IN 1943, HUNDREDS OF SCIENTISTS CAME TO NEW MEXICO to build an atomic bomb before the Nazis could. J. Robert Oppenheimer and his team toiled in a top-secret laboratory located at a former boys’ school and made history when they detonated the world’s first atomic bomb—nicknamed “the gadget”—sending a mushroom cloud into the sky near Alamogordo on July 16, 1945. This summer, the story comes to the big screen in Christopher Nolan’s Oppenheimer, which was filmed in Los Alamos and Santa Fe. See the movie and then hit the road to learn more.
ON THE COVER
Albuquerque’s Municipal Airport was captured on Kodachrome by TWA and reproduced in three colors.
Start at Albuquerque’s National Museum of Nuclear Science & History. Its newest exhibit, At Play in the Atomic Age, showcases the A-bomb’s influence on toys, movies, and comic books, through 2023. “We have the largest collection of unclassified nuclear weapons in the world,” says Jennifer Hayden, the museum’s president.
In Santa Fe, a plaque commemorates the receiving office at 109 East Palace Avenue, where new scientists and their families checked in for transport to Los Alamos.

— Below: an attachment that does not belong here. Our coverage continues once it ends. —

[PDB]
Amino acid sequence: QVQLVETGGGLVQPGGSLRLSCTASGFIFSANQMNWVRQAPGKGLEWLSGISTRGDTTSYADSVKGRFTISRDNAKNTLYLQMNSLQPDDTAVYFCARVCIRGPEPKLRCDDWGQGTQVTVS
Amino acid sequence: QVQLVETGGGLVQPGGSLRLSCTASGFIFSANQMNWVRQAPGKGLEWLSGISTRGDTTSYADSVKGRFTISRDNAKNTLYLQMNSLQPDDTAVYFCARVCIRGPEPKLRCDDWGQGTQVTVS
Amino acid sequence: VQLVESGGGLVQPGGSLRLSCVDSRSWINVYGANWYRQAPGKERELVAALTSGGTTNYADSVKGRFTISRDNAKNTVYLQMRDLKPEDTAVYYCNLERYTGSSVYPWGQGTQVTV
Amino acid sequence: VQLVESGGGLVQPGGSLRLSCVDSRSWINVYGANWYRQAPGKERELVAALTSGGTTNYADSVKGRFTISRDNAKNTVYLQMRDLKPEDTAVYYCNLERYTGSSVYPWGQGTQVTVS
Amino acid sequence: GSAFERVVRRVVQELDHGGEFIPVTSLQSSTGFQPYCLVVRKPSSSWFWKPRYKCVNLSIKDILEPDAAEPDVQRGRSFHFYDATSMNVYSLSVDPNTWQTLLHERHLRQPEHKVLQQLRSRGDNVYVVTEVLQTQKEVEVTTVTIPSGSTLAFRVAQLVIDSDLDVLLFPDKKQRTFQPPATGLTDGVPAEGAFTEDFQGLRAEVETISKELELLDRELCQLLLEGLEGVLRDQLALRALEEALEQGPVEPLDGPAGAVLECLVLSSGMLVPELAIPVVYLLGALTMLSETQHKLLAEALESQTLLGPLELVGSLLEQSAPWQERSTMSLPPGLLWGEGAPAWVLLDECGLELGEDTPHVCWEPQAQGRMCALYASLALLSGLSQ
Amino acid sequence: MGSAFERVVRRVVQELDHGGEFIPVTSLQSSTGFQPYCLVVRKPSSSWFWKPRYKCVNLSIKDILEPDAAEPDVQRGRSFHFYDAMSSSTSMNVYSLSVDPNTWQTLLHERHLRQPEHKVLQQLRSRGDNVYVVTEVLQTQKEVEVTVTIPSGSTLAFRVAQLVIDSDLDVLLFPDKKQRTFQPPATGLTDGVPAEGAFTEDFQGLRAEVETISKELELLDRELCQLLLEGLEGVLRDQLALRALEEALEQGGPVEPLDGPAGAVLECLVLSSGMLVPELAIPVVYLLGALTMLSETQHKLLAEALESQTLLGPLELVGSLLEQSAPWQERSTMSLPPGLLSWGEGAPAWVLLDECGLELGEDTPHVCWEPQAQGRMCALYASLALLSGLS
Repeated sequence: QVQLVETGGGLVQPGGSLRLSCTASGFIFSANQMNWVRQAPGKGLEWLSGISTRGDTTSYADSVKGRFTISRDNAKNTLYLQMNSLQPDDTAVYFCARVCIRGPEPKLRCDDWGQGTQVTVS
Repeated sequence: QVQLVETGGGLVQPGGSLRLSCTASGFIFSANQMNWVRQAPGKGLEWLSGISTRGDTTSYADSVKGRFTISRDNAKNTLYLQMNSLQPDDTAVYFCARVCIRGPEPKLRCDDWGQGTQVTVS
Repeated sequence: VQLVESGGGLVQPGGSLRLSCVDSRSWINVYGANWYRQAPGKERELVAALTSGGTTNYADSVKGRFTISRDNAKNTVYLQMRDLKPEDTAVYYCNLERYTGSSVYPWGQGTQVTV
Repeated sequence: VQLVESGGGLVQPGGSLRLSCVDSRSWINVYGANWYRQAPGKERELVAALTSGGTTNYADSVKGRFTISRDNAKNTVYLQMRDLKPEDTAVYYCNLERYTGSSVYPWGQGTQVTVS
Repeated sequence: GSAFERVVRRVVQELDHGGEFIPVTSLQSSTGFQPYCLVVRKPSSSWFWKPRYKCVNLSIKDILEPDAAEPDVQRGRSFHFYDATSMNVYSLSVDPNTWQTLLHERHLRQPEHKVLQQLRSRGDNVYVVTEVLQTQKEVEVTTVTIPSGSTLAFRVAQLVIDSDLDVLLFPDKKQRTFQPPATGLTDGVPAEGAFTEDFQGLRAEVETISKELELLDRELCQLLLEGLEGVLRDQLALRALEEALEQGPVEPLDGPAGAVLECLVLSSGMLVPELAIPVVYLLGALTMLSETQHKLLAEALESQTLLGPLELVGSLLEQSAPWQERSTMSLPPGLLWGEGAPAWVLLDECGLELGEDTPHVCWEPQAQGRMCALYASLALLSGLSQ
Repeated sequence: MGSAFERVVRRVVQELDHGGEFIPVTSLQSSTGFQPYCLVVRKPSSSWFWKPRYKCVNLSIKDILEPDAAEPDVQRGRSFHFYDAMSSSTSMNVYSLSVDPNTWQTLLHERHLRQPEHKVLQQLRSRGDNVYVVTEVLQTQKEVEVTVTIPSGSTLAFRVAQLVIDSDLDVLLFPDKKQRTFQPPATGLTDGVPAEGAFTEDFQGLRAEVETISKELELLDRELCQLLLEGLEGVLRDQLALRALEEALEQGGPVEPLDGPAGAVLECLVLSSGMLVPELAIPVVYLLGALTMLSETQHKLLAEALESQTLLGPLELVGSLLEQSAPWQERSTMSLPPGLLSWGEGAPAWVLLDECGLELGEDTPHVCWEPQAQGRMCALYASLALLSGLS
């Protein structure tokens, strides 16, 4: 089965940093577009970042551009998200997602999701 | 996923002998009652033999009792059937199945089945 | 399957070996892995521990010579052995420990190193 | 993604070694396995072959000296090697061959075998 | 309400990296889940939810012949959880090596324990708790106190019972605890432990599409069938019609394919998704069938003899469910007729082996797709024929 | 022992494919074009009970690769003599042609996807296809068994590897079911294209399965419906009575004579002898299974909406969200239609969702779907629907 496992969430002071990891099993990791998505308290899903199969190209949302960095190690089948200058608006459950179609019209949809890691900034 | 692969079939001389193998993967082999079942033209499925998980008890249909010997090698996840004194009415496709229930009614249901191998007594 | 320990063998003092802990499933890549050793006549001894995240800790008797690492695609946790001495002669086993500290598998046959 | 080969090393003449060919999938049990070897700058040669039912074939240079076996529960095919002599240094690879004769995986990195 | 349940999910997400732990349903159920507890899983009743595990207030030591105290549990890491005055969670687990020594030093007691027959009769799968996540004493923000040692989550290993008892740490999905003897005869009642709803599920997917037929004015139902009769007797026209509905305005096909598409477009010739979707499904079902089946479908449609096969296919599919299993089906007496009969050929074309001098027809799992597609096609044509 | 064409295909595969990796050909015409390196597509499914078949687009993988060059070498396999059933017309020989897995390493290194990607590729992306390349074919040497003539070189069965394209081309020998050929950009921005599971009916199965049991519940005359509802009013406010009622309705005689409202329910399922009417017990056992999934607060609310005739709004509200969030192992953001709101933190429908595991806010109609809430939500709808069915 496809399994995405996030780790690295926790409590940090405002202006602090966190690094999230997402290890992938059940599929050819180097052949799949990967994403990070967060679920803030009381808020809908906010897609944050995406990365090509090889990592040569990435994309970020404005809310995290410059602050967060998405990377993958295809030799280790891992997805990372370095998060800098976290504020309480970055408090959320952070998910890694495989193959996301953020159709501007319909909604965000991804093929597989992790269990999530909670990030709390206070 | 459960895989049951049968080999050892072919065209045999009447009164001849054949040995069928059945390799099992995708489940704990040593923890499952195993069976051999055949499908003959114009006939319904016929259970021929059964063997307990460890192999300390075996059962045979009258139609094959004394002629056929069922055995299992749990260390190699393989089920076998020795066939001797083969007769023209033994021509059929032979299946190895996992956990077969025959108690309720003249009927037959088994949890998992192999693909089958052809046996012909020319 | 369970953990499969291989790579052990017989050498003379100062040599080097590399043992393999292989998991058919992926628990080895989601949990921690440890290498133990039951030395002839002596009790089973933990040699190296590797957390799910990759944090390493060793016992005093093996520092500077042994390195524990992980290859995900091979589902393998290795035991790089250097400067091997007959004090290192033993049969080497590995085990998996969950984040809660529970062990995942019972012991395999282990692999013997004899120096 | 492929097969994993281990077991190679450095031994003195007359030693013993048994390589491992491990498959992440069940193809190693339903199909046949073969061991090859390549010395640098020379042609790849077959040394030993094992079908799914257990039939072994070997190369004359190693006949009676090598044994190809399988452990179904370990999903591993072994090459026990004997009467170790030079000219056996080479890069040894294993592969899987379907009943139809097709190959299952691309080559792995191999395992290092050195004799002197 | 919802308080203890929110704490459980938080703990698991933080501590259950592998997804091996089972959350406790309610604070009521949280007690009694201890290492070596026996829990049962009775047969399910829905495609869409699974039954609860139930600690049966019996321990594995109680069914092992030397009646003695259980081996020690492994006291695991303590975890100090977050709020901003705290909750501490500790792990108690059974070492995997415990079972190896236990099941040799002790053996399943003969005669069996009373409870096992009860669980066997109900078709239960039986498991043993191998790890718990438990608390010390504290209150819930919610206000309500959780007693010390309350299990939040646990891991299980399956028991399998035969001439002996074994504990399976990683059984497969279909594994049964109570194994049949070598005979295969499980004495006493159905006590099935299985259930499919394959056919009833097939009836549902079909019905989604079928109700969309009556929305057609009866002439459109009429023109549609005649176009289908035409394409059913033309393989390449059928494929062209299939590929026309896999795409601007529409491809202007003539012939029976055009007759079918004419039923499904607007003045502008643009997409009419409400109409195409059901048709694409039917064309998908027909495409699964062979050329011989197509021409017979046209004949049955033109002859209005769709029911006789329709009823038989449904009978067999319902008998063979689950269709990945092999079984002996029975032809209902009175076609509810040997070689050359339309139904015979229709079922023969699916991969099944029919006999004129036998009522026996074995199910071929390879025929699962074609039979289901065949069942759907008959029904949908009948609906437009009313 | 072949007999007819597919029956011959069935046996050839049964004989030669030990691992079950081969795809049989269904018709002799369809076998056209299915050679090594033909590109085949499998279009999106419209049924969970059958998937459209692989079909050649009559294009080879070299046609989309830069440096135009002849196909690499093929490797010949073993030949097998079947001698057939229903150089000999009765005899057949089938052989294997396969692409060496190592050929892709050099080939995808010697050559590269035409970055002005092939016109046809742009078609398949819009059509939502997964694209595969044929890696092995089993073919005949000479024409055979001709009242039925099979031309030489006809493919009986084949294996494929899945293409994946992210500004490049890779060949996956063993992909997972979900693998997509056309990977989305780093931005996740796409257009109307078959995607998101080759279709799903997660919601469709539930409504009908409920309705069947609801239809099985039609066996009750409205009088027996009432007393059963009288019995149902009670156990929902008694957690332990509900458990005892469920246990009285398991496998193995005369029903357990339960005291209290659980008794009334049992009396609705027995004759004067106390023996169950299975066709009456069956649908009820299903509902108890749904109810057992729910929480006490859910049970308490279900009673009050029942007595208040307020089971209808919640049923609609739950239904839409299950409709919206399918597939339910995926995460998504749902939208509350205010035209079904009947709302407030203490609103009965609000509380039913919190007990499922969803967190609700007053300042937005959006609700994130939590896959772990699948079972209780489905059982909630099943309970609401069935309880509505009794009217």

The Los Alamos History Museum provides daily walking tours of the historic campus where the scientists lived and worked.
The Bradbury Science Museum, in Los Alamos, hosts a special Oppenheimer installation in July and August, featuring his notes, a personal copy of the Bhagavad Gita, and other rarities.
Chow down on the green chile cheeseburgers that nourished Trinity Site scientists at the Original Owl Bar & Café, in San Antonio.
The Manhattan Project National Historical Park hosts exclusive “behind the fence” tours (October 18–20) of Los Alamos National Laboratory property.
Visit ground zero for the gadget during the biannual Trinity Site Open House (October 21).
New Mexico’s historic sites and desert landscapes play major roles in Oppenheimer.
Oppenheimer House. Originally built in 1929 for Los Alamos Ranch School director A.J. Connell’s sister, and located within the Manhattan Project historical park, this building was home to the lab director and his family from 1943 to 1945 and is in the process of becoming a museum. nmmag.us/oppenheimerhouse
Fuller Lodge. The Ranch School dining hall became a community center for Manhattan Project workers. Designed by architect John Gaw Meem, the lodge now welcomes visitors as a historic site and arts center. losalamosartscouncil.org
Lamy Train Station. The Atchison, Topeka and Santa Fe Railway depot was the first dusty stop in New Mexico for scientists making their way to the lab. nmmag.us/lamystation